TLS / SSL HANDSHAKE SCRIPTS

Secures a TLSv2 connection using self-signed certificates, has support for client validation. Pretty useful for CTFs involving servers and certificate debugging.

To generate a key and certificate:


openssl req -x509 -newkey -nodes rsa:2048 rootca.key -days 20000 -out rootca.crt
                        

Make sure to specify a valid common name when filling the form, it must match the hostname specified in the client's SNI.

Server:


#!/usr/bin/python3

import socket
import ssl


# To generate self-signed certificates:
# openssl req -x509 -newkey -nodes rsa:2048 rootca.key -days 20000 -out rootca.crt
# Make sure to give the server's certificate a valid common name (must be the same
# value the client specifies as the SNI).

LISTEN_ADDR = "localhost"
LISTEN_PORT = 7777
SERVER_CERT = "crt/localhost.crt"
SERVER_KEY = "crt/localhost.key"
CLIENT_CERT = "crt/user.crt"

# Specify that we want to validate the client's cert
# context = ssl.create_default_context(ssl.Purpose.CLIENT_AUTH)
context = ssl.SSLContext(ssl.PROTOCOL_TLSv1_2)

# Uncomment to require clients to provide a certificate as well
# context.verify_mode = ssl.CERT_REQUIRED
# context.load_verify_locations(cafile=CLIENT_CERT)

context.load_cert_chain(certfile=SERVER_CERT, keyfile=SERVER_KEY)

bindsocket = socket.socket()
bindsocket.bind((LISTEN_ADDR, LISTEN_PORT))
bindsocket.listen(5)

print("Server started, listening on {}:{} ".format(LISTEN_ADDR, LISTEN_PORT))

if __name__ == "__main__":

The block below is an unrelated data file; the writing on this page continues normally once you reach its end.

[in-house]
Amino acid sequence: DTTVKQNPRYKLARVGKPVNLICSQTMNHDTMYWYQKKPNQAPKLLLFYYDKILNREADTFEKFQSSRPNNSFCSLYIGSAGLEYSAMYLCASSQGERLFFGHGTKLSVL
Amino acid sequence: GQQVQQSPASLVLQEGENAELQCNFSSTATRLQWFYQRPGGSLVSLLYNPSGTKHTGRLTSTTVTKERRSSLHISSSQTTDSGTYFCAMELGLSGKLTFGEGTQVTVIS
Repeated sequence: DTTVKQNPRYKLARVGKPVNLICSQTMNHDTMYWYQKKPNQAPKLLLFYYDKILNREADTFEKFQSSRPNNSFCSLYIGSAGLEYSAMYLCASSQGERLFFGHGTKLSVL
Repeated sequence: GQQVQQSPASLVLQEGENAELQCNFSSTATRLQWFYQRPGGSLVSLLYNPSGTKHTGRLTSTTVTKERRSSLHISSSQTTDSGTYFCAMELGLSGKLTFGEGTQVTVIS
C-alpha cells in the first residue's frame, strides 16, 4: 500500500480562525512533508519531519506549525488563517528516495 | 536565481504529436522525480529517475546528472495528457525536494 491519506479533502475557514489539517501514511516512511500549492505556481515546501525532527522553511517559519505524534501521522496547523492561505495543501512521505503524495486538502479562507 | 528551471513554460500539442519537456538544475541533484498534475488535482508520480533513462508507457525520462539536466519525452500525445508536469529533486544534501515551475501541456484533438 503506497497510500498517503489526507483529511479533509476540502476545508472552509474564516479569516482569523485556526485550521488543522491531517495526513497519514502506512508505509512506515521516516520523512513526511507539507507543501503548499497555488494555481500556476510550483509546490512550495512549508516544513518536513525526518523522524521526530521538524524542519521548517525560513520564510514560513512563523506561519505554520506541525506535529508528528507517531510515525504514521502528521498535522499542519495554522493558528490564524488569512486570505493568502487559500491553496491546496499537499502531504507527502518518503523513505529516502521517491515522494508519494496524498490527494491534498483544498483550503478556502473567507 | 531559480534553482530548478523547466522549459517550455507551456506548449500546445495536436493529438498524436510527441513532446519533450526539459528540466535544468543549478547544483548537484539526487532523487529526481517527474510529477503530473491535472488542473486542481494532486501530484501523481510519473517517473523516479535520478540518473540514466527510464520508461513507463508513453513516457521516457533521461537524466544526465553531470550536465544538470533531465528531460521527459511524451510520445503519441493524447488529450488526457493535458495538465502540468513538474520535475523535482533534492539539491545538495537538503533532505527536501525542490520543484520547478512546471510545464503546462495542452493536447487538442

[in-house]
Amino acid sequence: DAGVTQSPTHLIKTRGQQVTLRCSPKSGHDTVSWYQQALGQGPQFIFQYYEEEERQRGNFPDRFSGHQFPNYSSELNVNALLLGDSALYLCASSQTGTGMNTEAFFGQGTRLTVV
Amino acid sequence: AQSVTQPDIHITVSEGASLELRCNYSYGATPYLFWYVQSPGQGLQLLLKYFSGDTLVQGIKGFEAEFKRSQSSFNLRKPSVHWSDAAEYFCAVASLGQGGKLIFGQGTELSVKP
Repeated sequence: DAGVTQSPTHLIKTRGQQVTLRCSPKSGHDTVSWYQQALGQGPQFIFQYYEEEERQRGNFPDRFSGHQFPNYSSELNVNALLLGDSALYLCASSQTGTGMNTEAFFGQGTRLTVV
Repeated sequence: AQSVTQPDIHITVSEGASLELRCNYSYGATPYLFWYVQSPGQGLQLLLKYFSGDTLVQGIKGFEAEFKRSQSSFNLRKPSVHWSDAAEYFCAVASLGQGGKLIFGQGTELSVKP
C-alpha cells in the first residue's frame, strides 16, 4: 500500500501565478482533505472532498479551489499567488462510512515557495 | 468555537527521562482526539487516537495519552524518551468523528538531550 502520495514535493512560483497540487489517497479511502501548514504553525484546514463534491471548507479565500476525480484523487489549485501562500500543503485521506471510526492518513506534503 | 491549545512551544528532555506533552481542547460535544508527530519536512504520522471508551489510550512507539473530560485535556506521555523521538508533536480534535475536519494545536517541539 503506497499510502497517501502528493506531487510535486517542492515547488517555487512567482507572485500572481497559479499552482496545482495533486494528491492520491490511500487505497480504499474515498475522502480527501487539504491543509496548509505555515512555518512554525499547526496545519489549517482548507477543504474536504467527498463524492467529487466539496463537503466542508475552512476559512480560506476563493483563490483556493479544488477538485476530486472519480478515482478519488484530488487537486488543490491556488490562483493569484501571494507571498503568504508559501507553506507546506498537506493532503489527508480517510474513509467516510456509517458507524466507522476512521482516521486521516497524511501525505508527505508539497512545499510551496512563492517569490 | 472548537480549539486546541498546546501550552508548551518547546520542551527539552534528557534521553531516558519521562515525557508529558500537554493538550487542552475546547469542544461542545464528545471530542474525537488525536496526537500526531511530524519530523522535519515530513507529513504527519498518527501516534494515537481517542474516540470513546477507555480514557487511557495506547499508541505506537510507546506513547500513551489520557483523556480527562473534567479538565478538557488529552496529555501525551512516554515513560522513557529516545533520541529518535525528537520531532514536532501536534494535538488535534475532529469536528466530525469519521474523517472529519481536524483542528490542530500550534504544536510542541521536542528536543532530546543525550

while True:
        clientSocket, addr = bindsocket.accept()
        print("Client {}:{} connected ".format(addr[0], addr[1]))
        connection = context.wrap_socket(clientSocket, server_side=True)

        print("Secure connection established. Cert: {}".format(
            connection.getpeercert()))

        recvBuffer = (b"")

        try:
            while True:
                recvData = connection.recv(4094)
                if recvData:
                    recvBuffer += recvData
                else:
                    print("Received: {}".format(recvBuffer))
                    break
        finally:
            print("Closing connection")
            connection.shutdown(socket.SHUT_RDWR)
            connection.close()
                        

Client:


#!/usr/bin/python3

import socket
import ssl

SERVER_PORT = 7777
SERVER_ADDR = "localhost"
SERVER_SNI = "localhost"
SERVER_CERT = "crt/localhost.crt"
CLIENT_CERT = "crt/user.crt"
CLIENT_KEY = "crt/user.key"

# Create an openssl context with safe defaults
context = ssl.create_default_context(
    ssl.Purpose.SERVER_AUTH, cafile=SERVER_CERT)

# Uncomment to provide the server with a certificate as well
# context.load_cert_chain(certfile=CLIENT_CERT, keyfile=CLIENT_KEY)

socket = socket.socket(socket.AF_INET, socket.SOCK_STREAM)

# Wrap the generic TCP_IP socket in a valid SSL
connection = context.wrap_socket(
    socket, server_side=False, server_hostname=SERVER_SNI)
connection.connect((SERVER_ADDR, SERVER_PORT))

print("SSL Connection established. Cert: {}".format(connection.getpeercert()))
connection.send(b"test")

connection.close()

                        
Example usage, note that the client works on any tls configured server.
Wireshark packet capture shows the handshake process in detail

Do note that the client can decode the certificate of any SSL server, not just the provided example.